The counter variable i is incremented at step 608 and, in step 610, the value of the counter variable i is compared with the value of n to determine whether the process is complete. If i is less than or equal to the value n, execution returns to step 606 where the next transaction is compressed. When complete, the process terminates.

The end result of FIG. 6 is that the combined state-change log created by this procedure contains a compressed form of all activity occurring between transactionm and transactionn, inclusive. As with the compression within a single transaction, the combined state-change log contains no more than one state-change entry per datum Dk.

By following the procedure described above and shown in FIGS. 5 and 6, the present invention may be utilized to compress the state which must be stored by the server for an arbitrary range of activity in order to replicate to all clients and to compress the state that the server must transmit to a specific client for a specific range of activity. However, to apply the state change log to the client data store, the client data store typically must be in the same state as it was at the close of the last replication. At the close of the last replication, the client data store and the server data store were of the same state. Thus, any changes made on the server since the close of the last replication can be reapplied to this state to obtain the current state of the server data store.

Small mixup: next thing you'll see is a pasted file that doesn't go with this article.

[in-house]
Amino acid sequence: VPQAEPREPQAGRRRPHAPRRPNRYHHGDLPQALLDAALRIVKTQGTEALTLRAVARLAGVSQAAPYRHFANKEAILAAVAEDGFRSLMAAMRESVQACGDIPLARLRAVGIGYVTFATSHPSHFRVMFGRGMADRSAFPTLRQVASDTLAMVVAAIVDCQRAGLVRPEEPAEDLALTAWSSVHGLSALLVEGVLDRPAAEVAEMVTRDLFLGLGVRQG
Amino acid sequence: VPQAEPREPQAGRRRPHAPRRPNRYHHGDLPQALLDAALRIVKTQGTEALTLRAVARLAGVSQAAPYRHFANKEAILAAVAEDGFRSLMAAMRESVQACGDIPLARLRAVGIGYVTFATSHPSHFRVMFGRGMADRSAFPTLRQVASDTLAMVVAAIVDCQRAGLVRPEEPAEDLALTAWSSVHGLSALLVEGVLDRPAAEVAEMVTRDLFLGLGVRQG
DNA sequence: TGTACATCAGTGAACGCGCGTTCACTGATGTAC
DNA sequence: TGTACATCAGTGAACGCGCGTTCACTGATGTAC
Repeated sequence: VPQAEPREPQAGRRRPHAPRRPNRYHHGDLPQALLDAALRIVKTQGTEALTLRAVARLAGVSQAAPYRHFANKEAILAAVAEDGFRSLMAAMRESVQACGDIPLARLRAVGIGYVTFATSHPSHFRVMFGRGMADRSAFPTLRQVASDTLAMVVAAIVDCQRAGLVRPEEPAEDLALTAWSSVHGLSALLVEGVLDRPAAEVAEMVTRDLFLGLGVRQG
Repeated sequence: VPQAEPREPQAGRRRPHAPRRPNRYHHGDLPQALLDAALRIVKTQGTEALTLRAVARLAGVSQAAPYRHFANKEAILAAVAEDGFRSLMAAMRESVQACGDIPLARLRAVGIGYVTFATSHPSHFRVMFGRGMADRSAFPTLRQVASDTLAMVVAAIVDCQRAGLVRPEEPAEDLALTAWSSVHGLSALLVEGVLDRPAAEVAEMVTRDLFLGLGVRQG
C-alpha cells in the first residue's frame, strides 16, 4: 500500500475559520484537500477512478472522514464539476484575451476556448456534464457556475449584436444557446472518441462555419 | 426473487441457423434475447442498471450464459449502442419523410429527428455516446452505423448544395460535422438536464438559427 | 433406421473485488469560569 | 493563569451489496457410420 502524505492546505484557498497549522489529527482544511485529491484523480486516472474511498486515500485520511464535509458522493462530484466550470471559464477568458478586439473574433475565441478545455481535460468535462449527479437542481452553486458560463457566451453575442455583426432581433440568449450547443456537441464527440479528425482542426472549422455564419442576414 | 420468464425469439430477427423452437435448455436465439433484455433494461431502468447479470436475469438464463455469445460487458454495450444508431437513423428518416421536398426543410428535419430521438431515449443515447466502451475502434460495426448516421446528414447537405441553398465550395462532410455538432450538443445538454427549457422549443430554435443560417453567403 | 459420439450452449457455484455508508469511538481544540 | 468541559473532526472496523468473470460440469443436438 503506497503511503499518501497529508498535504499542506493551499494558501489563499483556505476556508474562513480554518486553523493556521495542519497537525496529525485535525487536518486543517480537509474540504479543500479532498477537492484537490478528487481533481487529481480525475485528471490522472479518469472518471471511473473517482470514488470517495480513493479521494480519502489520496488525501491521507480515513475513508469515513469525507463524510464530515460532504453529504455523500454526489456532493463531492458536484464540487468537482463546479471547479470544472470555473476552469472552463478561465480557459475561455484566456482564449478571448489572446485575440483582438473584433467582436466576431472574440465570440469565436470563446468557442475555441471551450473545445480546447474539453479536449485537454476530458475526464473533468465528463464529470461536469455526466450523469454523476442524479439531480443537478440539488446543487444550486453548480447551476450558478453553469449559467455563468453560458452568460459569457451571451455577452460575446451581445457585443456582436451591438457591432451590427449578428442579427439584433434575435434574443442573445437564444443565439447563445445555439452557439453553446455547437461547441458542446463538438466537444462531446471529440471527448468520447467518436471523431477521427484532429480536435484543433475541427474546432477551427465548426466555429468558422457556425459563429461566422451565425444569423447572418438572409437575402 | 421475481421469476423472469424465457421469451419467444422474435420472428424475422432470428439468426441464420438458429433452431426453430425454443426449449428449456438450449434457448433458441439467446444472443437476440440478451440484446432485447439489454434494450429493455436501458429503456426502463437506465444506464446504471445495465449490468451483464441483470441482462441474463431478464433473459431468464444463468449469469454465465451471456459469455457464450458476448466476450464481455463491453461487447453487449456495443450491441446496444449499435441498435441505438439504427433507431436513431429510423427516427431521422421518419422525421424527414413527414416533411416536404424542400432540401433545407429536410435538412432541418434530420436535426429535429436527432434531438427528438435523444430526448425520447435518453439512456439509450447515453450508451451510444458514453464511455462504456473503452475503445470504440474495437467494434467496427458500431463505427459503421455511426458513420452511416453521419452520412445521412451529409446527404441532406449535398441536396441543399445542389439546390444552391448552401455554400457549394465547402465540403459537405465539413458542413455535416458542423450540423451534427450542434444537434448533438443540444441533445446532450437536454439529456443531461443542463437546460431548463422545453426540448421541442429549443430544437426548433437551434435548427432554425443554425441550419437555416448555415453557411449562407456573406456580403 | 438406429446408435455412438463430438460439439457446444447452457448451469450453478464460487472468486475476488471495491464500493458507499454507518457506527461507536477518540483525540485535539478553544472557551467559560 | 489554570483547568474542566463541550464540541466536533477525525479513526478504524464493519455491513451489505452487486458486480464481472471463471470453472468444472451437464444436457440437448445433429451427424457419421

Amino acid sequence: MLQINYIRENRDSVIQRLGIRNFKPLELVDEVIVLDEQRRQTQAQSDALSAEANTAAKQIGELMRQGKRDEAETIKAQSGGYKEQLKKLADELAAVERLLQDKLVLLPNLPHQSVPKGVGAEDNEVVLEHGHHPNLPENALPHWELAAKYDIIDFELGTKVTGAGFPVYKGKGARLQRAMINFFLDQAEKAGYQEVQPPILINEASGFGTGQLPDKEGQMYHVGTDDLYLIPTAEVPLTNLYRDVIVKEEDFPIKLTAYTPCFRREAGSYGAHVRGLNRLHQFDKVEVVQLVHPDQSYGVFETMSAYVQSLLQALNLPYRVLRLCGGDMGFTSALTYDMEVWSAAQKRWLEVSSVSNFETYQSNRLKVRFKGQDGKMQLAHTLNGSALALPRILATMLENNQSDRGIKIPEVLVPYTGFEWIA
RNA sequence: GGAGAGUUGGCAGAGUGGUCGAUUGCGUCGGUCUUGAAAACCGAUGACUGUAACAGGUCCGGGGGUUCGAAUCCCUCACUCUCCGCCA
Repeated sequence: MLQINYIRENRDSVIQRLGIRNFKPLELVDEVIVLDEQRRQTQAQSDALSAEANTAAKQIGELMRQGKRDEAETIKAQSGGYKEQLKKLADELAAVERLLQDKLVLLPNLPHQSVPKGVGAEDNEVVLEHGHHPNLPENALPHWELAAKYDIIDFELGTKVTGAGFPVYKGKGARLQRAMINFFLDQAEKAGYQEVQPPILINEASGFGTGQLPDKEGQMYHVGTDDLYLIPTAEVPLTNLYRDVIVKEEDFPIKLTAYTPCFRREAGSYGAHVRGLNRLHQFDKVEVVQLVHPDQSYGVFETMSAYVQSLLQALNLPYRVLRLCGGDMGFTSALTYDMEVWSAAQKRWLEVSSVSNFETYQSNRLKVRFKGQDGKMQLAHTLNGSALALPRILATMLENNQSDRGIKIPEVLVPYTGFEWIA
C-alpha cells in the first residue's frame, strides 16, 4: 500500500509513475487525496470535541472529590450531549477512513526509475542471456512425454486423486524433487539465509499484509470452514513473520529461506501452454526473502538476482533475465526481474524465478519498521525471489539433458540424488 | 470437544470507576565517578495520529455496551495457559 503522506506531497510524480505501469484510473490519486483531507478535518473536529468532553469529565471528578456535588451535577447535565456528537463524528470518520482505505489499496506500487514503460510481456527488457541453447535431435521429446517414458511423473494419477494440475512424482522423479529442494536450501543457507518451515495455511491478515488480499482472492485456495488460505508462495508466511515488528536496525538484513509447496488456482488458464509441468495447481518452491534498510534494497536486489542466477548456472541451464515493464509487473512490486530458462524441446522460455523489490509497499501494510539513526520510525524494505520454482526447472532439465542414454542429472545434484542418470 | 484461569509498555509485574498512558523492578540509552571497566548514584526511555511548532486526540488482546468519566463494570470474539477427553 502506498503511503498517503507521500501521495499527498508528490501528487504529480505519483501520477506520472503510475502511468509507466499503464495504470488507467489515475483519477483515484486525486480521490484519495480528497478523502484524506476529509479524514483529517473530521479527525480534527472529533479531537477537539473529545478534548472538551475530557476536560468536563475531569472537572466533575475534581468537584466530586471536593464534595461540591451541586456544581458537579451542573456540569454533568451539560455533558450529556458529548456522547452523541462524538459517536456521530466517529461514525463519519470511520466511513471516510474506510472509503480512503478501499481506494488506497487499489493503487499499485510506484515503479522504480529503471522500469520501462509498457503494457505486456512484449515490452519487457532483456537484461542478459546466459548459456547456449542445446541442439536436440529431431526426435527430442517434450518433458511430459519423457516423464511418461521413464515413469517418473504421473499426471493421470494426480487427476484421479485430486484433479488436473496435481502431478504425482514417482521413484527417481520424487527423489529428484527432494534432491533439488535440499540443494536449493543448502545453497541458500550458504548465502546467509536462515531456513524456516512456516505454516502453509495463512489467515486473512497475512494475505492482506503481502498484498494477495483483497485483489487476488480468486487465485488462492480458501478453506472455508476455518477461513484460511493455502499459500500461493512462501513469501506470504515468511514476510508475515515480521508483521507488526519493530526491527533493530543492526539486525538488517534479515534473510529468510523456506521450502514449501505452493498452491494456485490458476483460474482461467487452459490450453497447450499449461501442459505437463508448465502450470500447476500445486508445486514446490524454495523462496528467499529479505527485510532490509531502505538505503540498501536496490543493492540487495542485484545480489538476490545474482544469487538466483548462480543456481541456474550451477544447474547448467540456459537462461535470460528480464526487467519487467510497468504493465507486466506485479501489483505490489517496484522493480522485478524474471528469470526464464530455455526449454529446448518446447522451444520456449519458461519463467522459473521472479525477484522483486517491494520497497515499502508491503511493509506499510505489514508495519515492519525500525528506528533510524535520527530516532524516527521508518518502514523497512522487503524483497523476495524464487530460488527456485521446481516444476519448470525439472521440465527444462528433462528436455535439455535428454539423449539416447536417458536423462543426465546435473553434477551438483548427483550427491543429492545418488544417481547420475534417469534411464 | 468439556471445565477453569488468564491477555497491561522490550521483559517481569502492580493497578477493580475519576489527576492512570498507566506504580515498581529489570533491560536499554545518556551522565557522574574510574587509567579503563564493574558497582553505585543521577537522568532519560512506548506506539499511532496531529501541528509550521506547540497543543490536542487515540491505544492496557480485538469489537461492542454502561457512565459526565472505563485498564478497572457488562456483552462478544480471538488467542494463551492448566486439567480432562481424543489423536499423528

An embodiment of the present invention utilizes a compression technique similar to the one used on the server to compress the state change log for a synchronization session. Performing such compression has two advantages. First, the space required on the client to store the state change logs is decreased. Second, the time required to apply the state change log to revert to the state at the close of the last replication is diminished.

In a further embodiment of the present invention, the state-change log on the server and the state-change log on the client are used synergistically to efficiently modify the client state to match the server state. First, in an “undo” operation, the client applies its state change log for the synchronization session to return to the state at the close of the last replication. Second, in a “redo” operation, the client applies the server's state change log to advance from this state to the current or near-current server state.

It is noted that since any state changes made locally on the client are reversed by this process, the client may need to communicate such changes to the server before commencing the replication process. It is contemplated that the server may apply the client's state changes to its own state before replication, causing them to be incorporated on the server. However, any such synchronization issues are outside the scope of the present invention.